I like that the users can kick off the tasks that the administrators have allowed them to kick off so that they are more in control of the data that they need. They don't have to contact IT or other people to get the data they need. It makes the users very self-sufficient and they like it too. They don't have to wait on people. When they know they need it, they can just go start the job and whenever it's done they get the data.

We're using the Universal Controller and, while it took a little while to get everything we needed into it, once it was there it became a really nice tool. We can delegate tasks through it or we can delegate all tasks for certain machines through it. It's a really nice, central point to let us know which tasks have failed. I come from a programming background and, as a programmer, I would output a log file from our jobs. After a while, people forget to check log files. With Stonebranch, as long as the error code is there, it displays on the dashboard right away, so you don't have to remember to go check the log file. It gives us a lot better visibility, and a lot more quickly. The Universal Controller, and everything we do with Stonebranch, is on-premise.

The tasks are incredibly capable, and as long as you name them with a nice, uniform naming convention, they are very useful. You can create some interesting workflows through various machines, or you can just have it kick off single tasks. All in all, I really like the Universal Task. You can do some mutually exclusive stuff, such as an "A not B" kind of thing. It has a lot of capabilities behind the scenes. We don't use it to its full capabilities, but it is very strong and a very capable interface.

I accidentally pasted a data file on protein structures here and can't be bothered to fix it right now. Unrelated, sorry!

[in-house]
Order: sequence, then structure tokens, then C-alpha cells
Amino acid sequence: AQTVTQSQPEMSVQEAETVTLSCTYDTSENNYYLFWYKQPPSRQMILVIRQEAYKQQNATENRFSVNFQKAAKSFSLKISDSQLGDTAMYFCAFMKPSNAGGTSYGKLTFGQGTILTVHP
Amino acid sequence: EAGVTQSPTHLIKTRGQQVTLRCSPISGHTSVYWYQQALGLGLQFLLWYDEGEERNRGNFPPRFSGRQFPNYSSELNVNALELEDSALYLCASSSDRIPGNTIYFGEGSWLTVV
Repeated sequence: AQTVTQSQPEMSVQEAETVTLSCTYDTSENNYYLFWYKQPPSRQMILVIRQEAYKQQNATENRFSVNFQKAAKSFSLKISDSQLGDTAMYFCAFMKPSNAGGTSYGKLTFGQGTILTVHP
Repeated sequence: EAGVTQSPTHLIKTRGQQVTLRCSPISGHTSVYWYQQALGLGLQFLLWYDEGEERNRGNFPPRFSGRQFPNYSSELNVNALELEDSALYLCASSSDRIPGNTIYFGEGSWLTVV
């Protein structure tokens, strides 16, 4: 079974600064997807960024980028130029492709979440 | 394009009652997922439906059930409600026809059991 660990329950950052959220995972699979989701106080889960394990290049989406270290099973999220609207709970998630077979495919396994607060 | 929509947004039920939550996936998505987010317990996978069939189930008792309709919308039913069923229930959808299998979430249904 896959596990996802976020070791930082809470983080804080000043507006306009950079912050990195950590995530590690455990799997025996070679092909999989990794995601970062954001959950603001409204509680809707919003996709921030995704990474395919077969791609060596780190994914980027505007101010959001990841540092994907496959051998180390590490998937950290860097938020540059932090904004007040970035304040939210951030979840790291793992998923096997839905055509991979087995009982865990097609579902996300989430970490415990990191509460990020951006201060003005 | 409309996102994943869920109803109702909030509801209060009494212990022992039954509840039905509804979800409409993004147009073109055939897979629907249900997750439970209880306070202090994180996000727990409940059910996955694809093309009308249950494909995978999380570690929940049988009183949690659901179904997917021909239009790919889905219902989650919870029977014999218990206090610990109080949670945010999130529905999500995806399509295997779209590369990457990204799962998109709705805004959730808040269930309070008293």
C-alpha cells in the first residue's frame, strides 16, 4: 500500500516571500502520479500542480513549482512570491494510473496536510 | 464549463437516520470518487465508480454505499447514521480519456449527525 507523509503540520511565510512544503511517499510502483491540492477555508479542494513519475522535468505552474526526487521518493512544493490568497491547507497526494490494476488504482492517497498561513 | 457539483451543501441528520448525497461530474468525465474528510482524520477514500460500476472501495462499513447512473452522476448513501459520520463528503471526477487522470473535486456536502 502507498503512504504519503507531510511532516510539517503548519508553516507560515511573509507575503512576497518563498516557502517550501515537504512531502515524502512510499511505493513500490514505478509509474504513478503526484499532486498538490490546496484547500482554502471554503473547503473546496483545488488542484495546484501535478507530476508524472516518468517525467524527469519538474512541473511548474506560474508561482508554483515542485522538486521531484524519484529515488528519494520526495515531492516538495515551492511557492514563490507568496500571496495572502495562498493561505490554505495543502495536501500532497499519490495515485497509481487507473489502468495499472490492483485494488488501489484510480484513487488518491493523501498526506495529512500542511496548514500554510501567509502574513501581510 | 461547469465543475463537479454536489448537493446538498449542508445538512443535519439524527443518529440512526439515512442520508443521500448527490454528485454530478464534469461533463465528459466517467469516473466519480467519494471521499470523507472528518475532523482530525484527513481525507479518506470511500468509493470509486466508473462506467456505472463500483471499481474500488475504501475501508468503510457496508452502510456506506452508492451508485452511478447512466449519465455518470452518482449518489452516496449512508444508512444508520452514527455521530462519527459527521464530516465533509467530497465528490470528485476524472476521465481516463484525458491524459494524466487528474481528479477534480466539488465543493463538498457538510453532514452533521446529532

I really like the agents. We've had no trouble with them interfering with any of our other systems or vendors — and some of the machines they're running on are very flaky. But I've never been able to trace any problems back to Stonebranch. The problems we had after Stonebranch were the same problems we had before we put the Stonebranch agents on those machines. The interoperability is really nice. It has a minimal footprint, it doesn't consume much RAM, and there is very little network overhead unless the machine is actually doing something and sending data back. It's really nice to fire-and-forget. The syscontroller tells the task to start on the remote machine. The remote machine executes it and when it's done it sends back the package of data that the control holds and consumes. It's really a very well thought-out system.